Sarin noticed that half of my first dish was still there and asked if he could bring the main course. I told him to bring it, I could always nibble. Meanwhile, two gentlemen were seated to my right and one was enjoying the papadum to an extreme, sounding like a chipmunk with a cracker. (A lot of little crunches.) I gave him the remaining half of mine and he was very grateful.
Beside the fact that it was a seafood dish, I chose the goan balchao – shrimp in a creamy sauce with coconut, jaggery (a sugar made from the date palm tree) and vinegar – because it was a Goan dish. Goan cuisine is a rare find on Indian menus because of the level of spice. But I was in for a surprise. The tender shrimp in the pumpkin-colored sauce was delicious and only mildly spicy. It was excellent over the basmati rice with the splendid garlic nan bread. The manager came to my table and asked how it was. I told him how wonderful it tasted… “But you were expecting more spice.” “Yes, it is a dish from Goa.” He went on to explain that they purposely tone down the spices for American tastes. I told him that if they had asked me about the level of spice, I would have requested that the dish be made authentically, not changed in any way.
Packing the remainder of the rice and the first course to go, I was ready for dessert. There were only three on the menu. One I’ve had in almost every Indian restaurant I’ve enjoyed. I chose the rasmalai this time – flattened cheese balls in cream with nuts. It’s a simple dessert but very nice and light. This, with a cup of hot masala chai (spiced tea) ended my feast in the place whose name means turmeric in Hindi.
Haldi surprised me in several ways. The photo on the website showed simple, bare-topped tables and chairs in shades of green and yellow. What I saw was neat white tablecloths and butcher’s paper on all the tables. It added a touch of class to an informal dining room. Not all Indian restaurants have interesting cocktails. This one does. And then there’s the food menu with all those choices. I would return just to celebrate Calcutta. Haldi is only four months old but it makes quite an impression.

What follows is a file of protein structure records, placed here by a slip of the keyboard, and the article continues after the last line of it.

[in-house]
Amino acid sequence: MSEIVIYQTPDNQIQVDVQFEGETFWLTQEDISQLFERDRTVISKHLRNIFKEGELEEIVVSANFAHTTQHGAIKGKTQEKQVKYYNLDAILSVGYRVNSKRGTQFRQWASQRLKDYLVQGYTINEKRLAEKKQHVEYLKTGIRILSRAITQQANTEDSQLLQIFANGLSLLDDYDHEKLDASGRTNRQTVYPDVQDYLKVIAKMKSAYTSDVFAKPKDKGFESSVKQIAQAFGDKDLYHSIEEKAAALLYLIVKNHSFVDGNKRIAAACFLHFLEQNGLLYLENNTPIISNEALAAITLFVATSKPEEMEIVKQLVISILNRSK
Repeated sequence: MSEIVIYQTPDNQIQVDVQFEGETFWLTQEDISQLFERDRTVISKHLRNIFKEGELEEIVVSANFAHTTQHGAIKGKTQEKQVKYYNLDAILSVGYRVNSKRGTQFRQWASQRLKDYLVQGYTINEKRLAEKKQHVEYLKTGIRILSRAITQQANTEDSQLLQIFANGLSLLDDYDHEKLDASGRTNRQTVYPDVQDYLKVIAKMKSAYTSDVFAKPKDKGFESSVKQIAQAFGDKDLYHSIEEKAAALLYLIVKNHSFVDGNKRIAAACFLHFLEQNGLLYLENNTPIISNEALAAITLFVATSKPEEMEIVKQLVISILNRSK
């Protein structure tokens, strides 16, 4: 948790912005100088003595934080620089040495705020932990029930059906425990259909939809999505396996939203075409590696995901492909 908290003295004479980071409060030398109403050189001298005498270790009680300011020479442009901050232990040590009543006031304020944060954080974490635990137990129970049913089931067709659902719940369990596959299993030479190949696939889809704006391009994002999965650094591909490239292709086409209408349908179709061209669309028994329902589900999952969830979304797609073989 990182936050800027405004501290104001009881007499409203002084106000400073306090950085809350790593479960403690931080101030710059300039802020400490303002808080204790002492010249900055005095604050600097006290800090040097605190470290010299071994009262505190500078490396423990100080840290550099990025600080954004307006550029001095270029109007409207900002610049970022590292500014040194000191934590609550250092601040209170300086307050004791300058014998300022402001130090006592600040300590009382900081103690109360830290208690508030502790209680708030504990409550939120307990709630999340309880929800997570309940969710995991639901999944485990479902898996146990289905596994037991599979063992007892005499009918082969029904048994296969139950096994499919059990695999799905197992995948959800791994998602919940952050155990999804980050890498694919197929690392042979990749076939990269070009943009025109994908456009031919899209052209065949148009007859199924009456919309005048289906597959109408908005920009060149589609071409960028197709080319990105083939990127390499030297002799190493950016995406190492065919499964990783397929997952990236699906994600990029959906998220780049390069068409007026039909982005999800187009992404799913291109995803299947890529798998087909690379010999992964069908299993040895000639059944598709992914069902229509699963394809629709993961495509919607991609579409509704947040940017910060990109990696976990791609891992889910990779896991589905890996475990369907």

Risen By Steve Herte
Risen(Columbia, 2016) – Director: Kevin Reynolds. Writers: Kevin Reynolds (s/p) & Paul Aiello (s/p and story). Stars: Joseph Fiennes, Tom Felton, Peter Firth, Cliff Curtis, Maria Botto, Luis Vallejo, Antonio Gil, Richard Atwill, Stephen Greif, Stewart Scudamore, Andy Gathergood, Stephen Hagan, Mish Boyko, Jan Cornet, Frida Cauchi, Karim Saleh, Joe Manjon, & Pepe Lorente. Color, Rated PG-13, 107 minutes.
As the film opens, a lone figure in dusty, common garb is roaming the barren, rocky area in what we learn later is Galilee. He stops at the only dwelling place and the owner offers him food and rest. Noticing his signet ring, the proprietor recognizes him as a Roman tribune by the name of Clavius (Fiennes). With a haunted look, he sits down to tell his tale.
A brief scuffle between a troop of Roman soldiers and several rock-throwing Jewish zealots led by a zealot leader (Saleh) is easily extinguished and he is captured. After he babbles about the Messiah King rising up and crushing Rome, he is slain by Clavius.
Pontius Pilate (Firth) has put Clavius in charge of the three men crucified on Golgotha. Before riding there, the sky darkens and an earthquake rocks Jerusalem, cracking the thick stone gates of the palace he’s just left. When Clavius arrives at Golgotha, he notes that the two thieves are still alive and orders their legs to be broken. But when he looks up into the still-open eyes of the third victim of Roman justice, he realizes the man is dead and hears the anguished cries of Mary (Cauchi), Yeshua’s (Curtis) mother. He belays the command to break his legs, instead ordering the piercing of his side with a lance.
As the soldiers are brutally letting the crosses fall with their occupants still on them, Joseph of Arimathea (Gil), a member of the Sanhedrin, presents Clavius with a papyrus scroll signing the body of Yeshua over to his care. Clavius orders his men to allow the family to see to the burial of Yeshua.
Back at Pilate’s palace, there is concern expressed by Chief Priest Caiaphas (Greif) that Yeshua’s followers will steal the body from the tomb and claim the truth of his prediction that he will rise in three days. Pilate assigns Lucius (Felton) to be Clavius’ aide and orders him to seal the tomb and set a watch over it. Soon many thick ropes anchored to the walls of the tomb crisscross each other over a huge stone and are set in place by large wads of red wax imprinted with his seal. Clavius assigns two of his best men to guard the tomb overnight ignoring their protests that they haven’t slept in two days.
The two soldiers station themselves despondently by the tomb and while one builds a fire, the other pulls out a skin of wine. The next day, Pilate is notified by his aide that the tomb is open and the body is gone. Before he can cover up the news, however, Caiaphas and the Sanhedrin storm in and accuse the Roman soldiers of incompetence.